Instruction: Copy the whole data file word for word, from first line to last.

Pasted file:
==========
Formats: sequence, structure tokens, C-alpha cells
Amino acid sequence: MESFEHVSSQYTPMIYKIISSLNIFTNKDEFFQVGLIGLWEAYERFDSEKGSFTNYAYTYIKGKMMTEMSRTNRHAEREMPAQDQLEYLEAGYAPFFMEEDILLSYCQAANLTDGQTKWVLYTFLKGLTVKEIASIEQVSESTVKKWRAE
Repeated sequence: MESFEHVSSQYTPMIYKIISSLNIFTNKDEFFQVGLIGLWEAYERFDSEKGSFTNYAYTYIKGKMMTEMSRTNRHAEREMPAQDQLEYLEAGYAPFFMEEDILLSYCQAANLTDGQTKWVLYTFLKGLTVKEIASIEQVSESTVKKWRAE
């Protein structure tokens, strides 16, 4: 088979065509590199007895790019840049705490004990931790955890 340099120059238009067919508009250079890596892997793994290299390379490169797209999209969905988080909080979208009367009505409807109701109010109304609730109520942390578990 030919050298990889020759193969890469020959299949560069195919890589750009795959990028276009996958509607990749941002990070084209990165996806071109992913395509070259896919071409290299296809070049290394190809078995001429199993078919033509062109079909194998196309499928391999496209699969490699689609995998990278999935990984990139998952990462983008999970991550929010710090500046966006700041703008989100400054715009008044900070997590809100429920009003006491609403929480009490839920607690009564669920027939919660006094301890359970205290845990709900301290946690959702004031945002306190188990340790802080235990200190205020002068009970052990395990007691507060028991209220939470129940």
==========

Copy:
Formats: sequence, structure tokens, C-alpha cells
Amino acid sequence: MESFEHVSSQYTPMIYKIISSLNIFTNKDEFFQVGLIGLWEAYERFDSEKGSFTNYAYTYIKGKMMTEMSRTNRHAEREMPAQDQLEYLEAGYAPFFMEEDILLSYCQAANLTDGQTKWVLYTFLKGLTVKEIASIEQVSESTVKKWRAE
Repeated sequence: MESFEHVSSQYTPMIYKIISSLNIFTNKDEFFQVGLIGLWEAYERFDSEKGSFTNYAYTYIKGKMMTEMSRTNRHAEREMPAQDQLEYLEAGYAPFFMEEDILLSYCQAANLTDGQTKWVLYTFLKGLTVKEIASIEQVSESTVKKWRAE
């Protein structure tokens, strides 16, 4: 088979065509590199007895790019840049705490004990931790955890 340099120059238009067919508009250079890596892997793994290299390379490169797209999209969905988080909080979208009367009505409807109701109010109304609730109520942390578990 030919050298990889020759193969890469020959299949560069195919890589750009795959990028276009996958509607990749941002990070084209990165996806071109992913395509070259896919071409290299296809070049290394190809078995001429199993078919033509062109079909194998196309499928391999496209699969490699689609995998990278999935990984990139998952990462983008999970991550929010710090500046966006700041703008989100400054715009008044900070997590809100429920009003006491609403929480009490839920607690009564669920027939919660006094301890359970205290845990709900301290946690959702004031945002306190188990340790802080235990200190205020002068009970052990395990007691507060028991209220939470129940």